Webinar: Is the future BBNJ agreement going to fill all relevant gaps relating to the conservation and sustainable use of marine biological diversity of areas beyond national jurisdiction?
- Ianiv Garfunkel, The Referral of the Situation in Venezuela to the International Criminal Court: The Office of the Prosecutor Should Not Step In… Yet
- Deniz Arbet Nejbir, Applying Humanitarian Law: A Review of the Legal Status of the Turkey–Kurdistan Workers’ Party (pkk) Conflict
- Emilia Pabian, Prolonged Occupation and Exploitation of Natural Resources: A Focus on Natural Gas off the Coast of Northern Cyprus
- Cristina Teleki, Detainee Operations in Ukraine: Risk or Opportunity for International Law?
- Piergiuseppe Parisi, Fact-Finding in Situations of Atrocities: In Search of Legitimacy
Tuesday, June 8, 2021
Iverson: Jus Post Bellum: The Rediscovery, Foundations, and Future of the Law of Transforming War into Peace
In Jus Post Bellum, Jens Iverson provides the Just War foundations of the concept, reveals the function of jus post bellum, and integrates the law that governs the transition from armed conflict to peace. This volume traces the history of jus post bellum avant la letter, tracing important writings on the transition to peace from Augustine, Aquinas, and Kant to more modern jurists and scholars. It explores definitional aspects of jus post bellum, including current its relationship to sister terms and related fields. It also critically evaluates the current state and possibilities for future development of the law and normative principles that apply to the transition to peace. Peacebuilders, scholars, and diplomats will find this book a crucial resource.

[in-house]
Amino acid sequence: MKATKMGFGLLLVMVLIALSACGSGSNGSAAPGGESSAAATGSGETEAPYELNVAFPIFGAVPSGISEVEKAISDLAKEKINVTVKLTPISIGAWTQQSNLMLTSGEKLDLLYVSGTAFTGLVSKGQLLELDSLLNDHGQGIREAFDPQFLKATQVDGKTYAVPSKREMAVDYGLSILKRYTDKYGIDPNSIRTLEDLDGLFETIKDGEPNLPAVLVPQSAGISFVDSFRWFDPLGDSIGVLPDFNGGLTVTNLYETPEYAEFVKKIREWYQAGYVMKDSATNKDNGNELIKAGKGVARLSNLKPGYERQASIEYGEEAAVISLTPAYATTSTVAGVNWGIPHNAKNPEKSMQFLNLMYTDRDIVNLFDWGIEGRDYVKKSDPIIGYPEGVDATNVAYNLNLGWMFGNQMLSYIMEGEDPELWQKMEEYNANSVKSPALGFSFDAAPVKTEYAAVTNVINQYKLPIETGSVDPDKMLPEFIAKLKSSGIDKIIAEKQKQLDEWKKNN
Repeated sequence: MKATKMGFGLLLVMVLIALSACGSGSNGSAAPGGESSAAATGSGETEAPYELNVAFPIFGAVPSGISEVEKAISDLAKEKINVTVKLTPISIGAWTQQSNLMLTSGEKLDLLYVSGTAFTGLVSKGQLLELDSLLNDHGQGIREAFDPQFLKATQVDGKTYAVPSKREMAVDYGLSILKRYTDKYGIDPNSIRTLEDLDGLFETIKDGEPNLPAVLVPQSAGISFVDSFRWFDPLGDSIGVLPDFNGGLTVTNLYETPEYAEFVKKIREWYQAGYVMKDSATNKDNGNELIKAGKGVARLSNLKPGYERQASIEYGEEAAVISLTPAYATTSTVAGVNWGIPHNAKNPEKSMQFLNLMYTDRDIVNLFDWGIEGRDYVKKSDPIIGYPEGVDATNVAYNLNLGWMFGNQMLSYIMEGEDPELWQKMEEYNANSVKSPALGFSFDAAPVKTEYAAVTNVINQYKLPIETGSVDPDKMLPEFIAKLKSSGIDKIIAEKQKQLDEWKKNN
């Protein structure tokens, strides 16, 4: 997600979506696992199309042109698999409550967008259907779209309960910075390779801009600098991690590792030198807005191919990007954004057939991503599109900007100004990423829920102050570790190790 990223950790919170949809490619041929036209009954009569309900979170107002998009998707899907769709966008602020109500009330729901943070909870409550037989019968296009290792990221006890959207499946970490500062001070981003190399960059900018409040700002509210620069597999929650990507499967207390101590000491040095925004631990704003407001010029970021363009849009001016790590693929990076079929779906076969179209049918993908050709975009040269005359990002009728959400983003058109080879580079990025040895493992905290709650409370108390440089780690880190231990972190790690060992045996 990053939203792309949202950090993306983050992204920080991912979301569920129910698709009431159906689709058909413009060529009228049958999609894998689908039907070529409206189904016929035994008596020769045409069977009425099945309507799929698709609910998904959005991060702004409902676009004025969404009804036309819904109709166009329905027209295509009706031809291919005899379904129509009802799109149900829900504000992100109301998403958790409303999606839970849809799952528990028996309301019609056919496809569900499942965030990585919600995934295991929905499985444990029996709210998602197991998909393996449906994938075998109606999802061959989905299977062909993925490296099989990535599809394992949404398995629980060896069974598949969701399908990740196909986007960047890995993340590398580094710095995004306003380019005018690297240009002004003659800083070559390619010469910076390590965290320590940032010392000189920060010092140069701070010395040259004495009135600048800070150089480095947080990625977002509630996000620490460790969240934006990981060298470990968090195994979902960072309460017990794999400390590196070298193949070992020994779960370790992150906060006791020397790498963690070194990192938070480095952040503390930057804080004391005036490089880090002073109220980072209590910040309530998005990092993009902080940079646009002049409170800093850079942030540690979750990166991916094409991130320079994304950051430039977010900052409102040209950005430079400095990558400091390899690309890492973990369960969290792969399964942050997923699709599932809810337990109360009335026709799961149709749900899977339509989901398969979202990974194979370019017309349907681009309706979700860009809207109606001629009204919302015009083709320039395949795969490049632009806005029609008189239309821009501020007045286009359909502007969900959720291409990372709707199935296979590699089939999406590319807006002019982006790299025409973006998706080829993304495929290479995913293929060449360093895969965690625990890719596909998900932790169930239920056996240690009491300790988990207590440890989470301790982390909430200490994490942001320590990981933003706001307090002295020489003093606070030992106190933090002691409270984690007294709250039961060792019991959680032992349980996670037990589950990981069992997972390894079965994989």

In a world affected by the Covid-19 global pandemic, where more financial resources would be needed for medicines instead of weapons, all nuclear States – whether parties to the Nuclear Non-Proliferation Treaty or not, whether democratic or authoritarian regimes – keep modernising their nuclear arsenal. Despite this attitude, which highlights the crisis of the nuclear non-proliferation regime, since the launch of the “Humanitarian Initiative” in 2010, nuclear disarmament has been at the centre of the action of an increasing number of countries, with the strong support of NGOs. This phenomenon gave unprecedented visibility and significance to the topic, and allowed the entry into force in 2021 of the 2017 Treaty on the Prohibition of Nuclear Weapons, the first legally binding international agreement to comprehensively prohibit nuclear weapons, in order to achieve their total elimination. These recent developments show that there are hopes and challenges in a pluralistic world where nuclear and non-nuclear weapons States continue to confront each other in this highly sensitive area. It is against this background that readers are offered a set of different perspectives on these weapons of mass destruction, authored by a multidisciplinary team of contributors from a wide array of geographical areas.